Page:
BBC produces radio drama of Edith Macefield’s story

The story of Edith Macefield has been covered in international media before, but this time, the story has been told as a radio drama, produced by the BBC.

BBC writer Daniel Thurman first learned about Edith’s story after doing research on a similar “property holdout” story in London.

“I was walking in East London and noticed a building – Wickhams Department Store (picture below) – with what appeared to be a building within it,” Thurman tells My Ballard. “I googled it and, as well as finding out that the owners of a small shop refused to make way for the huge department store, came across a number of other stories of ‘property holdouts’. Edith’s in particular immediately sparked my imagination.”

Thurman visited Ballard last year for research, and then created a 45-minute radio drama, titled “The Macefield Plot”.

The cast includes Welsh actress Dame Sian Phillips (playing Edith, pictured above), Stanley Townsend (construction manager Barry Martin) Joseph Balderrama (Joe), and Helen Clapp and Christopher Harper (cops). The drama was directed by David Hunter.

While the house doesn’t look like much at present, it’s not going anywhere anytime soon: Ballard Blocks developer Regency Centers told My Ballard last year that they’re keeping the house.

Regency managing director Craig Ramey said they may tie it into Ballard Blocks II, which is still in development across the street.

Here’s the link to the audio story — enjoy!

13 thoughts to “BBC produces radio drama of Edith Macefield’s story”

  1. Yeah, it really looks great and adds a ton of greatness to the area. If this is what resistance appears as, I want none of it. What the hell was accomplished here? An eyesore is all there is, and was. But some people felt so good and got all worked up, and that’s all the really counts today. A metaphor for many.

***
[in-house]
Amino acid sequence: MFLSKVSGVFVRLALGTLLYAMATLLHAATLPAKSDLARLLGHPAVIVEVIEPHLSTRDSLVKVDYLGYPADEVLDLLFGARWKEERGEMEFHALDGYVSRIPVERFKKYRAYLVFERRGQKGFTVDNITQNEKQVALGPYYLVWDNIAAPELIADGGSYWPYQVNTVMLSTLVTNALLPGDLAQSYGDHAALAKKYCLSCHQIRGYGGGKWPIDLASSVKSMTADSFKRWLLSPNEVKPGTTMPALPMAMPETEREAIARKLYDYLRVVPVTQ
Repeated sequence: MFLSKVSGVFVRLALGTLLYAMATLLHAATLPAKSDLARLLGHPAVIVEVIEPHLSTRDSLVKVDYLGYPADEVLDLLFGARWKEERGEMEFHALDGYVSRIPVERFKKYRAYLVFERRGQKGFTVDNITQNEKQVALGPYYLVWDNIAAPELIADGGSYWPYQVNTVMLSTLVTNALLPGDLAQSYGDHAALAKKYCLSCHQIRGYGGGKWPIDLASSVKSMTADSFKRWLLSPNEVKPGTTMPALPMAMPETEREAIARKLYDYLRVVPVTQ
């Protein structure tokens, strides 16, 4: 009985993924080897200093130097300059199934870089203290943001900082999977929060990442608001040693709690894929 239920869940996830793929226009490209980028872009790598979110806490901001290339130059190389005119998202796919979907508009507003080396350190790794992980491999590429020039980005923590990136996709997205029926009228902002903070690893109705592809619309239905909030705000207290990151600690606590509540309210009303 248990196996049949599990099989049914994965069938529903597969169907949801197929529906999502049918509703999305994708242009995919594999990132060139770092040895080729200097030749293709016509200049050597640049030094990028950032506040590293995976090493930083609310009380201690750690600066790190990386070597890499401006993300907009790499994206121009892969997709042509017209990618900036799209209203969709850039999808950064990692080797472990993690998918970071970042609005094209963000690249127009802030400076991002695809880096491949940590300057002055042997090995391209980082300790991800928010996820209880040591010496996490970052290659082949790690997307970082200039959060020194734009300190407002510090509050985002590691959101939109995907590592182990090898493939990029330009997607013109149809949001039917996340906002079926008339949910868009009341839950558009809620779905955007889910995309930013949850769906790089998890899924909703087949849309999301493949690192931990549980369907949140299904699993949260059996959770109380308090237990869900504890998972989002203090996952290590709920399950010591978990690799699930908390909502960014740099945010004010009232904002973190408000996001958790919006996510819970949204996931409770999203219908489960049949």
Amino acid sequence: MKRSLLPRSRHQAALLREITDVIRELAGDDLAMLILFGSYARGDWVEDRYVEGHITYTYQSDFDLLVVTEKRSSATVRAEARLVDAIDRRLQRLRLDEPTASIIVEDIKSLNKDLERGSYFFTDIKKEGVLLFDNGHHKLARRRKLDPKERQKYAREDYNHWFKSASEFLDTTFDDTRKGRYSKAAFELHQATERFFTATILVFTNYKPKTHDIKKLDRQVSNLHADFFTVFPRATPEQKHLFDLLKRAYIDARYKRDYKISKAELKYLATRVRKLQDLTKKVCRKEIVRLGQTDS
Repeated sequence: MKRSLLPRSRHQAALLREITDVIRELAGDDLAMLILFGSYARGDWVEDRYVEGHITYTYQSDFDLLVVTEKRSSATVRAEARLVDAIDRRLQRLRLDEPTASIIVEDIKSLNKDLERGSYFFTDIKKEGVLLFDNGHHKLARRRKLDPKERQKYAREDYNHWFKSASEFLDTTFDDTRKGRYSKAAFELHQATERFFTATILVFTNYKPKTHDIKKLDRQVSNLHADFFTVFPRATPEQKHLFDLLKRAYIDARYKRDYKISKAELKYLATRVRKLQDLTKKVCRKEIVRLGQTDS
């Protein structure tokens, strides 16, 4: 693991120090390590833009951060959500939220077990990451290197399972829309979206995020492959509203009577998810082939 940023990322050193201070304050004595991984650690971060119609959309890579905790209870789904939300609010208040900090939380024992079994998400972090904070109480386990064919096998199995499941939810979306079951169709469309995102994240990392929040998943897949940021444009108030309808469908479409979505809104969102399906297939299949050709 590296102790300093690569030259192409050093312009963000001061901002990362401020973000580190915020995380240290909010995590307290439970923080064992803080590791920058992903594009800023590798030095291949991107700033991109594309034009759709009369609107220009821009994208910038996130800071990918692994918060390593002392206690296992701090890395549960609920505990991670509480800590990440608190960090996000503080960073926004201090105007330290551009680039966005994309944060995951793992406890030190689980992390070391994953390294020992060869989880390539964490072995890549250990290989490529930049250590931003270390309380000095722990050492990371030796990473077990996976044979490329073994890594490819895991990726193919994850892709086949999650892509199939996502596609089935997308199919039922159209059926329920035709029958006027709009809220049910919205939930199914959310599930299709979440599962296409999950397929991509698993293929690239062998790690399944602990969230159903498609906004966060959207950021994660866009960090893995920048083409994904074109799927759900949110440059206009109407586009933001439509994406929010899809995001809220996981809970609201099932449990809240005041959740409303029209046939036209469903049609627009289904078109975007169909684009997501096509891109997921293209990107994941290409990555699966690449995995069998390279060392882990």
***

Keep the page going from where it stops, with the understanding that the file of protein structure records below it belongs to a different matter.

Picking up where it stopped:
1. Edith Macefield chose to live out her days in her own home at her own expense, lawfully and depriving nobody else of their rights as she exercised hers. That is fundamental to our rights as free people and as Americans.

      Elsewhere, as in my native state of Connecticut, developers could persuade local government to seize her property for commercial development. Unfortunately the U.S. Supreme Court facilitated this taking. Subsequent outrage reduced but has not eliminated the risk.

      It’s not a minor matter. Usually these takings victimize the poor and minorities. Eternal vigilance (not snide condescension) is the price of liberty!

        1. As usual, elenchos2, your comment makes no sense and just shows your mental confusion. Facts are facts even if they rub you the wrong way as most everything does.

          1. This is not about facts, but rather upholding as a martyr a woman who said some very heinous things.

          2. She is revered for her steadfast refusal to be removed from her home. I don’t know what you think she said but I doubt it was more heinous than your comments about local school children or many other topics. You really are not in a position to judge anyone for saying “heinous things.”

          3. “This is not about facts…”

            So why do you take umbrage with someone stating the facts? It’s as if your train of thought derailed before it left the station.

  2. FWIW – this radio play is really worth listening to. It is a look into a life that many will empathize with. People have amazing stories that never get told. Edith had some stories, we will never know if they were all true but that does not matter because what really happened was a person wanted to live in a home that she felt safe and comfortable in and wanted to end her days there, then a development of the neighborhood tried to change that and she resisted. Amazing woman! I applaud her and wish that something could be done with the property that would be a fitting memorial to her.
    I have to admit that I pass the house often and don’t notice it and forget it is even there.
    I thoroughly enjoyed the BBC play.

Leave a Reply